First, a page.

Tipping Points: A History of Racism
Part 1January 27, 2021
In 2020, North America' attention was focused on the issue of racism, and that conversation carried into the Queer community with varying degrees of success. But what do you know about the ongoing racism within our community? Here is just a couple of some of the many, many incidents that our queer community has been part of. Please keep in mind that there countless other incidents that take place within the queer community on a regular basis. This is part one of an ongoing series to ensure that when BIPOC members of our community speak out in frustration, anger or fear, our collective history remembers that these feelings were not sparked by one incident, but instead is contextualized in an environment of ongoing discrimination. This a call for the community and a reminder that to move forward, we first need to acknowledge the harm that has been caused.
Body Politic (1985)
The Body Politic began in late October of 1971 as a “radical tabloid born of political conviction and a hunger for change” (Ed Jackson and Stan Persky). It quickly became one of the most important queer periodicals in North America and was known for its ongoing erasure of Queer BIPOC folks who were creating and mobilizing movements within the community. In 1985, one of their publishing decisions, sparked an politically charged moment that divided the LGBT2Q+ community at the time and raised to surface the issue of racism in the queer community.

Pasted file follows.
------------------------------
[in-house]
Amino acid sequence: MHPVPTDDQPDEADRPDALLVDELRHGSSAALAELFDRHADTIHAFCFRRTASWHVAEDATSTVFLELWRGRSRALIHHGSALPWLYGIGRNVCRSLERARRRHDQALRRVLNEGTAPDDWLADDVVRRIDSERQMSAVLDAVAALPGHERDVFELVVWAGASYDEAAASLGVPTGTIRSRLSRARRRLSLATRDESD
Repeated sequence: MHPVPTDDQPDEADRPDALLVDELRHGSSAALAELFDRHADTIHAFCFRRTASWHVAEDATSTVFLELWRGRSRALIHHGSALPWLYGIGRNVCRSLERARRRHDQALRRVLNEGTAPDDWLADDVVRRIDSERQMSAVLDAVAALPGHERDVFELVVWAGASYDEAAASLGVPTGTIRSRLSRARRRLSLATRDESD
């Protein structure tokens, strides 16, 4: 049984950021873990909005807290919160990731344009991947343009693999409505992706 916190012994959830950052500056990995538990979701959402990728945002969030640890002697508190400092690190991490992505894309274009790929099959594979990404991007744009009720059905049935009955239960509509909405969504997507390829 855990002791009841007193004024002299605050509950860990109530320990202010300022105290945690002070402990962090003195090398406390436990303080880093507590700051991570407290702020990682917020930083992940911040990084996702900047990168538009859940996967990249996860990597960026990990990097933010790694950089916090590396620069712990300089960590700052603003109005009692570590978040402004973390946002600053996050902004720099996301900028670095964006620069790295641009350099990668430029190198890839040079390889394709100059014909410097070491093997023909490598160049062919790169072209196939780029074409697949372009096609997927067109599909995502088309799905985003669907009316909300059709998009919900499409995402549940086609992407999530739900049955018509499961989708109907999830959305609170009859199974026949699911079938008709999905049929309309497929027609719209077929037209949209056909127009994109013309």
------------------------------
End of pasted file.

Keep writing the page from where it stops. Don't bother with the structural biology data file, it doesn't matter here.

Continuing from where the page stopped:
In the February edition of the Body Politic, an ad was printed for a “handsome, successful gay white male looking for a young well built black man for houseboy”. The personal advertisements submitted to The Body Politic were not automatically published, but had to go through a review process before a decision was made to print. At the time, Philip Solanki, the only person of colour working at The Body Politic, along with several others reviewed the ad and deemed the racial/sexual characterization inappropriate and should not run. However,despite these concerns, the personal ad was still published to the stunned outrage of the Queer BIPOC community.